From ways of saving energy in cloud computing to making semiconductors more flexible to enabling supercomputer “Watson” answer questions, IBM (NYSE: IBM) led the way in patented inventions in 2012.


Inventors at IBM helped the technology giant win 6,478 patents in 2012 – the most in the U.S. for the 20th consecutive year and a record total, Big Blue announced Thursday.

“We are proud of this new benchmark in technological and scientific creativity, which grows out of IBM’s century-long commitment to research and development,” said Ginni Rometty, chairman and chief executive officer of IBM.

“Most concretely, our 2012 patent record and the two decades of leadership it extends are a testament to thousands of brilliant IBM inventors – the living embodiments of our devotion to innovation that matters, for our clients, for our company and for the world.”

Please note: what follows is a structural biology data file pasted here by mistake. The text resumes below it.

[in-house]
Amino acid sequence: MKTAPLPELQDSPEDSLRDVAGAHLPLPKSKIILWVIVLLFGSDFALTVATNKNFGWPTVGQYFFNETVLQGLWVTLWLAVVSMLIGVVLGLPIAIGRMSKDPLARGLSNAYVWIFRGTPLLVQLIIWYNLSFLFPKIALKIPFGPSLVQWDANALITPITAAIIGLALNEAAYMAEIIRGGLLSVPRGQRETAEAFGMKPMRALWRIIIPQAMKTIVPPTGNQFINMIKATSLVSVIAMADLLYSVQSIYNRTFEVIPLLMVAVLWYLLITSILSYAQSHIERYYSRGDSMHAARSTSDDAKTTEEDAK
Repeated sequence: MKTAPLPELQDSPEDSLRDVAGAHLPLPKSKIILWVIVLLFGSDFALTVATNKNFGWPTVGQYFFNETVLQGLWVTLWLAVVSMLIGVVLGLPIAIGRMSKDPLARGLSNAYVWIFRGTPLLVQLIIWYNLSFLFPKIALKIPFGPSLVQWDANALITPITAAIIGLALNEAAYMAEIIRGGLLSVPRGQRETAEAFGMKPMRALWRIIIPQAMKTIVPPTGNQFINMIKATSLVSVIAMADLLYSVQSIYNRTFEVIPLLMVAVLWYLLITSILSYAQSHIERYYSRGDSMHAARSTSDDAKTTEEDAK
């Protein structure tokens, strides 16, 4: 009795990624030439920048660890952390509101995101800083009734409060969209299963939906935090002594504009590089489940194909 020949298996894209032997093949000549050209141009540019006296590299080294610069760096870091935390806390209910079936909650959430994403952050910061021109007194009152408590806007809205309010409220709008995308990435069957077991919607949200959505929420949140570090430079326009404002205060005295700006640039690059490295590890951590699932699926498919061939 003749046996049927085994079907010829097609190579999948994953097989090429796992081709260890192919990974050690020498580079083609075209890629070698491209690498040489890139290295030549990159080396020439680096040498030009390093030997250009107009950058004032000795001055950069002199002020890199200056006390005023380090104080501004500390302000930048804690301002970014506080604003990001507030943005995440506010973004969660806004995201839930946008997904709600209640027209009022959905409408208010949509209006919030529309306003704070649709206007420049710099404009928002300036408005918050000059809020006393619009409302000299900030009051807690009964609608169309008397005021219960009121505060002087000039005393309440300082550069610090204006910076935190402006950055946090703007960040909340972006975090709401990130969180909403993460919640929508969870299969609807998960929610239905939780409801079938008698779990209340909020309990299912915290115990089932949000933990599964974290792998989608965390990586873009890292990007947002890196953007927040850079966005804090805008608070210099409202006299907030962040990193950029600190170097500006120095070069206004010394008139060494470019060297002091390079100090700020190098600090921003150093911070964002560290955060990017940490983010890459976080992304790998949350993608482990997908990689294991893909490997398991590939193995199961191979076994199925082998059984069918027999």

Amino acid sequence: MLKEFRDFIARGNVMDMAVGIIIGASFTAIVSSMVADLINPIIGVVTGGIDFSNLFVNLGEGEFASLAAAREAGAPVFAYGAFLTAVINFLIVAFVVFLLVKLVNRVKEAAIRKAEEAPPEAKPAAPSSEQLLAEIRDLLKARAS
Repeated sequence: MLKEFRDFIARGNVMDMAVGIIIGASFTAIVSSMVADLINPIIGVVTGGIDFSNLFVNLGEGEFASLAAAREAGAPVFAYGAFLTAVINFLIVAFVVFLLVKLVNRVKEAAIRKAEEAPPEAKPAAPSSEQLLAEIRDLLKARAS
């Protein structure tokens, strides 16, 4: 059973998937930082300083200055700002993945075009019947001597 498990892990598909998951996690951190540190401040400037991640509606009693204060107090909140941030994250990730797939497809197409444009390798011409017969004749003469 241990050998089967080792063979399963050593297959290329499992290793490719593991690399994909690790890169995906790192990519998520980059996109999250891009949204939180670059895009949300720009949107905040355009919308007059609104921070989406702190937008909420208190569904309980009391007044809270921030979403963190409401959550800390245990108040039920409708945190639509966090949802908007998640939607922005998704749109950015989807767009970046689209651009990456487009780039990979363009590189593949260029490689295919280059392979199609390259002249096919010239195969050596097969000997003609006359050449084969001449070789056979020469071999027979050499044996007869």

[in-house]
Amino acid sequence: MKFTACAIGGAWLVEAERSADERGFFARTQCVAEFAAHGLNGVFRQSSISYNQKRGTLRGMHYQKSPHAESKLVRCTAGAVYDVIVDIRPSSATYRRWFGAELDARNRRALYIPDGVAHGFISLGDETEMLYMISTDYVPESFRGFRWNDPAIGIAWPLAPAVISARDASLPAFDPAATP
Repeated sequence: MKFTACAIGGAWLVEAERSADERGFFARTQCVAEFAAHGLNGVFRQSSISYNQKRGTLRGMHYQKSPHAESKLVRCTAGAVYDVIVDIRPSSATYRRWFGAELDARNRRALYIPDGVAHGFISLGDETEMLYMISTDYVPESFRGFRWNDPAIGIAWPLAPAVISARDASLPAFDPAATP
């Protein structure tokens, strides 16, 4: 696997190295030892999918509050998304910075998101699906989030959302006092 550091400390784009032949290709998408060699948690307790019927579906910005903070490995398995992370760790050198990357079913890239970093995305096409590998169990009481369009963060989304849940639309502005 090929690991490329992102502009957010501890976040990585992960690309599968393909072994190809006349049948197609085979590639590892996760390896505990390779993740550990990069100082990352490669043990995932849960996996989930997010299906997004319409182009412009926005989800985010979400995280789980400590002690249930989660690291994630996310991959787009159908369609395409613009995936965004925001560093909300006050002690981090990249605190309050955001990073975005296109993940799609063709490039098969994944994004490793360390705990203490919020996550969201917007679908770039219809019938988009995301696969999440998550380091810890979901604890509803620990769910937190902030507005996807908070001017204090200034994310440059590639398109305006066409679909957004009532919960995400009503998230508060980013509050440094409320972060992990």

IBM says more than 8,000 “inventors” spread across 46 states in the U.S. and 35 countries contributed inventions.

About 30 percent of IBM’s patents were produced by inventors outside the U.S., up from 22 percent in 2010.

Research centers in Germany, Japan, Canada, the U.K. and Israel were especially productive, IBM said.

The percentage of its patents coming from overseas is expected to continue growing as newer labs in Brazil and Kenya ramp up, said Manny Schecter, IBM’s chief patent counsel.

“Intellectual property flows from where markets are flourishing,” he said in an interview. “You’ll see upticks in the amount of technology and intellectual property which we generate outside the U.S.”